By Meredith Alexander Kunz, Adobe Research
New research—the result of a collaboration between Adobe Research’s Jonathan Brandt and university partners—is blazing a promising trail in locating human trafficking victims.
Brandt worked with lead researcher Abby Stylianou and Robert Pless of George Washington University, as well as other scholars, to apply cutting-edge AI and computer vision technology to photos of hotels where trafficked people may be housed.
As the group’s paper explains, “recognizing a hotel from an image of a hotel room is important for human trafficking investigations. Images directly link victims to places and can help identify where victims have been trafficked.”
The effort includes a groundbreaking dataset of over one million images from 50,000 hotels, gathered from travel websites and TraffickCam, an app created by Stylianou to crowdsource hotel images. TraffickCam, which has been downloaded around 150,000 times, lets users upload images of hotels. So far, over 32,000 hotels around the world have been documented in the app.
With the dataset in place, the researchers used neural networks to test queries of potential trafficking images, with blacked-out sections that could represent people. The team hopes that the database, known as Hotels-50K, as well as the benchmark results that they gathered, will inspire others to use this material to improve image recognition technology for this social need.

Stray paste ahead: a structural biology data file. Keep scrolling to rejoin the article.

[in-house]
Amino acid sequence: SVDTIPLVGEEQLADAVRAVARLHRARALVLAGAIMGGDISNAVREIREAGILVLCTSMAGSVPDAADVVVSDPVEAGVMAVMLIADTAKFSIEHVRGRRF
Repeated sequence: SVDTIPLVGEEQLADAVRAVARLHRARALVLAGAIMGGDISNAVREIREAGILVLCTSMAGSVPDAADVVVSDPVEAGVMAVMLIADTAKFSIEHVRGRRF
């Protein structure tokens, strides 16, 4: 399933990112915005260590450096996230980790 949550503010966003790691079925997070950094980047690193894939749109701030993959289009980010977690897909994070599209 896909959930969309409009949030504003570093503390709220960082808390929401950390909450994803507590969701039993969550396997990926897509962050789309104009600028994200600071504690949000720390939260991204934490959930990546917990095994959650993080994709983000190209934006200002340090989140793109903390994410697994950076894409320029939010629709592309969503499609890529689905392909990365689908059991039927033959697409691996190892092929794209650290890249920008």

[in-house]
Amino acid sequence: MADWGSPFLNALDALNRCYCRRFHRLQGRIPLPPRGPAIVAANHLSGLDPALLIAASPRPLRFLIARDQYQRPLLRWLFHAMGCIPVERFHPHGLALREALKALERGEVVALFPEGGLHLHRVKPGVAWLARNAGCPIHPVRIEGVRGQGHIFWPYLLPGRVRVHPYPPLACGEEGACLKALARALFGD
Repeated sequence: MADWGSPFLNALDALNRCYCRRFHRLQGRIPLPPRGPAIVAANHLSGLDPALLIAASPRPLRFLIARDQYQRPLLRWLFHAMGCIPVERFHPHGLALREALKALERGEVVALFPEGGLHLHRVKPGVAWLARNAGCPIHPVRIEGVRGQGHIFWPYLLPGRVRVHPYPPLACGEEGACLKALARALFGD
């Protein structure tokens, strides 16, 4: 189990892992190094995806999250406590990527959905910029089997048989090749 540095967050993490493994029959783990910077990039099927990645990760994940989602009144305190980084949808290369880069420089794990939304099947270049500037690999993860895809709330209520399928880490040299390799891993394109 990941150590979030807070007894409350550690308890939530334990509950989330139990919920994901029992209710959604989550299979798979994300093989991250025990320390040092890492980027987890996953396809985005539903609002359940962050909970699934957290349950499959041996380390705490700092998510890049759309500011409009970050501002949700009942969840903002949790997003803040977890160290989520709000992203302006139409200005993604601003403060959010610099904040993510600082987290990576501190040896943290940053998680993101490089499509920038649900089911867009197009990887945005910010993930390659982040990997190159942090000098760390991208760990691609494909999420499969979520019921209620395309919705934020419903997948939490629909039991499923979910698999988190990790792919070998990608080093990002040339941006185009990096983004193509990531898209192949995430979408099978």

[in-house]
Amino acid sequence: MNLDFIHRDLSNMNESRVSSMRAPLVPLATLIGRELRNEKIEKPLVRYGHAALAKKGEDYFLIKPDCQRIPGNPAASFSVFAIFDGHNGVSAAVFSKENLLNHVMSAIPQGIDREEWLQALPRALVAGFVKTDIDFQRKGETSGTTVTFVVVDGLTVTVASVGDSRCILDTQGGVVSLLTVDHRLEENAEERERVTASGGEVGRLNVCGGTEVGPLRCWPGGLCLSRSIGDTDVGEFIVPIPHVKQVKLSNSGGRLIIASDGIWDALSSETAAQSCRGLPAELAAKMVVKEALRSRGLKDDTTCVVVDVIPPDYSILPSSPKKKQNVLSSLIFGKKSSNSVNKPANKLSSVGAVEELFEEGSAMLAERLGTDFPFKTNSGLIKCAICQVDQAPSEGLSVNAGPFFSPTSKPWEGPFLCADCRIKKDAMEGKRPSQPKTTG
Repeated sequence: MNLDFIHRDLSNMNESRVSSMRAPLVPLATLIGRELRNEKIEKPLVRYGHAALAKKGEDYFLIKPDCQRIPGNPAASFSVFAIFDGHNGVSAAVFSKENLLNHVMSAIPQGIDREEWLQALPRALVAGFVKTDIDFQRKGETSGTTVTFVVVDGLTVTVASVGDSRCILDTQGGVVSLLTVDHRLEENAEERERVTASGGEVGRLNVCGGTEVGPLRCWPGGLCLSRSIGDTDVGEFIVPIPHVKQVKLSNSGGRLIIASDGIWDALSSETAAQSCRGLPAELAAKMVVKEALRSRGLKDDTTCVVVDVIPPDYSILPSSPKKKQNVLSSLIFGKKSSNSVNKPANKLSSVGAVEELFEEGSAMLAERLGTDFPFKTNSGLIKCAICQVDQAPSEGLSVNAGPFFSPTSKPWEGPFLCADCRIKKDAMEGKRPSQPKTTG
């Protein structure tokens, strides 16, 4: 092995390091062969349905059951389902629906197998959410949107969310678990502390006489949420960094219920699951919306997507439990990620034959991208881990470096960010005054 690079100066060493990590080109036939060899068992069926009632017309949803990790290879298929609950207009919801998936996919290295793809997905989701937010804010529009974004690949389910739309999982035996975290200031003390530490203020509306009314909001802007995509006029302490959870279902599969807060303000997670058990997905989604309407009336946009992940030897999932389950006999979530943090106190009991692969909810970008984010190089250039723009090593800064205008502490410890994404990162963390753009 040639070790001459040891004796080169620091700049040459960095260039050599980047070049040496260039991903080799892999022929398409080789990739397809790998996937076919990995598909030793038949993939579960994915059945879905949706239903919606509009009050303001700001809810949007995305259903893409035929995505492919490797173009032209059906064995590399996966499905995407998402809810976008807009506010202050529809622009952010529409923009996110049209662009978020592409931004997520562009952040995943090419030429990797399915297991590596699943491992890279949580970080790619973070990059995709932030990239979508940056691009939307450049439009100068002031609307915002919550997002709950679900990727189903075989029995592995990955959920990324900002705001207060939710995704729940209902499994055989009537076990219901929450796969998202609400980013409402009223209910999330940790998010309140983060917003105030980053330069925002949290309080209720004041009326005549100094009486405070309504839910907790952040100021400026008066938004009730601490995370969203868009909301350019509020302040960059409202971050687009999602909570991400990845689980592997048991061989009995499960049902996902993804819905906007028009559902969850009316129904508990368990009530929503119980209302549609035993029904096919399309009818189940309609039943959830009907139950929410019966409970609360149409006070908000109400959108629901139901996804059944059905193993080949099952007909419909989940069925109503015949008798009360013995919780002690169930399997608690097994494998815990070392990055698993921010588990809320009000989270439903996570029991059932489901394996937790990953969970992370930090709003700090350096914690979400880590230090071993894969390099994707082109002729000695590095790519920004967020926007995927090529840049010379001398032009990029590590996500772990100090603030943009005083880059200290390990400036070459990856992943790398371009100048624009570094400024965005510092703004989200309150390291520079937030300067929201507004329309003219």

“The method proposed in the paper is a baseline against which future work can be compared,” explains Brandt.
Brandt sees the Hotels-50K work as a valuable step forward in an ongoing effort. “I became involved with these researchers several years ago, looking at how we might apply Adobe’s image search technology to this problem,” says Brandt.
The project is being underwritten by the National Institute of Justice, and the group’s paper appeared in the 2019 Association for the Advancement of Artificial Intelligence conference (AAAI). The project uses the same deep learning approaches to image search that are now being applied daily by the National Center for Missing and Exploited Children, which also has a partnership with Adobe led by John Penn II.
This technology could be further advanced by developers using the new dataset to train neural networks to spot a victim’s location more quickly when presented with an online ad or image.
Jonathan Brandt, Adobe Research
Abby Stylianou, Hong Xuan, Maya Shende, and Robert Pless, George Washington University
Richard Souvenir, Temple University